Coastal States’ Climate Adaptation Initiatives: Sea Level Rise and Municipal Engagement

Todd Schenk, Ona Ferguson
Posted on: 10/02/2013 - Updated on: 10/02/2020

Posted by

Rachel Gregg



Sea level rise (SLR) is expected to become an increasingly prominent challenge for all levels of government as the climate changes. Complicating matters is the multi-jurisdictional nature of coastal zone management in the United States. Many of the potential measures to reduce the impacts of SLR are in the hands of municipalities, including changing building codes and land-use regulations; maintaining critical infrastructure; and protecting communities from flooding and other risks. Despite their autonomy and responsibility, municipalities will typically rely on resources and guidance from higher levels of government, and will also be subject to the restrictions these higher levels impose. Given the increasing importance of addressing SLR across the US, this relationship between states and municipalities is worthy of consideration.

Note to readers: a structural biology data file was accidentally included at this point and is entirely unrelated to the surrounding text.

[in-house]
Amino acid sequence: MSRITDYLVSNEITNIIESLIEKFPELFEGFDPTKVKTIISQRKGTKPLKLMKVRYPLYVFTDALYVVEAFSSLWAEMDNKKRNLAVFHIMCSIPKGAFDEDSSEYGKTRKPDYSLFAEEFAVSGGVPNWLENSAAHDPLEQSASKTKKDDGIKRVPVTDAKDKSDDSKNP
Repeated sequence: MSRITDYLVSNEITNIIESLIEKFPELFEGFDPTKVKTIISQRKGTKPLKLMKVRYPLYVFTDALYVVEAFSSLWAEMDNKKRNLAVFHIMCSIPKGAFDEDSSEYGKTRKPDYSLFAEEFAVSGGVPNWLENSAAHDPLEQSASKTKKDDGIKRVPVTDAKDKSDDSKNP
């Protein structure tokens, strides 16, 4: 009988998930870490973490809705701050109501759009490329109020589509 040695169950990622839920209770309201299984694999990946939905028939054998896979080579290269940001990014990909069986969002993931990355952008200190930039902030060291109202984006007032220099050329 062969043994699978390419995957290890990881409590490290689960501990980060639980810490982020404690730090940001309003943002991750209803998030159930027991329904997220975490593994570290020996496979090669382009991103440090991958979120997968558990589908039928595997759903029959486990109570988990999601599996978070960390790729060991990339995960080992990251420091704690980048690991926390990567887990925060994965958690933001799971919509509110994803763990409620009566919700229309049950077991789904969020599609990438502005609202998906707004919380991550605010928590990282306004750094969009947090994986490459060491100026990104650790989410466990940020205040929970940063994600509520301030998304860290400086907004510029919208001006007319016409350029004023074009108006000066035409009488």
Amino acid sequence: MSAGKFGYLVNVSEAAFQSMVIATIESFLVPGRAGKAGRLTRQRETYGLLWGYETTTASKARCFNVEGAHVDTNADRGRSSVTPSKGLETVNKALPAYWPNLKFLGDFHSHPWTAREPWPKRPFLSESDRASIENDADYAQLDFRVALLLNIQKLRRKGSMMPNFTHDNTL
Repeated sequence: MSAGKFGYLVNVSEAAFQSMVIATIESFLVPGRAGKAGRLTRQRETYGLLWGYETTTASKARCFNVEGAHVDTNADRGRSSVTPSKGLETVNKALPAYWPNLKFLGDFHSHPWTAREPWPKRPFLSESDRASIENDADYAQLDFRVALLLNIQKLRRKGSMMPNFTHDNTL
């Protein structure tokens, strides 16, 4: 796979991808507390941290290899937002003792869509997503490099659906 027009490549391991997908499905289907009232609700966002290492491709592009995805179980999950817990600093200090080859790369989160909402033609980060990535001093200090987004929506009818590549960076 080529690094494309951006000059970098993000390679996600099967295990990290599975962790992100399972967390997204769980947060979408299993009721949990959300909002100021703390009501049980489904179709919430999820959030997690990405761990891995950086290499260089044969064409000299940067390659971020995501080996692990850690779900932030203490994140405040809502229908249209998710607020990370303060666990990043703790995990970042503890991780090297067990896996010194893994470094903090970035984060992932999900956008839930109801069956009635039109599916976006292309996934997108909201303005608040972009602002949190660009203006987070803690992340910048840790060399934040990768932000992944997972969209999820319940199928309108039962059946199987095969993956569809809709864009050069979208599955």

This paper explores how states and municipalities interact to address SLR, providing an overview of the state of practice, some reasons for different levels of action, and some of the needs of municipalities. We conclude with a set of recommendations for states as they attempt to support municipalities:

  • Provide funding and material resources;
  • Provide downscaled climate data and easy-to-use information;
  • Provide process support;
  • Coordinate and provide consistency at the state level;
  • Raise the profile of SLR adaptation;
  • Instigate and support coordination at the most appropriate level; and
  • Tailor responses to the context.


Authors on CAKE

Todd Schenk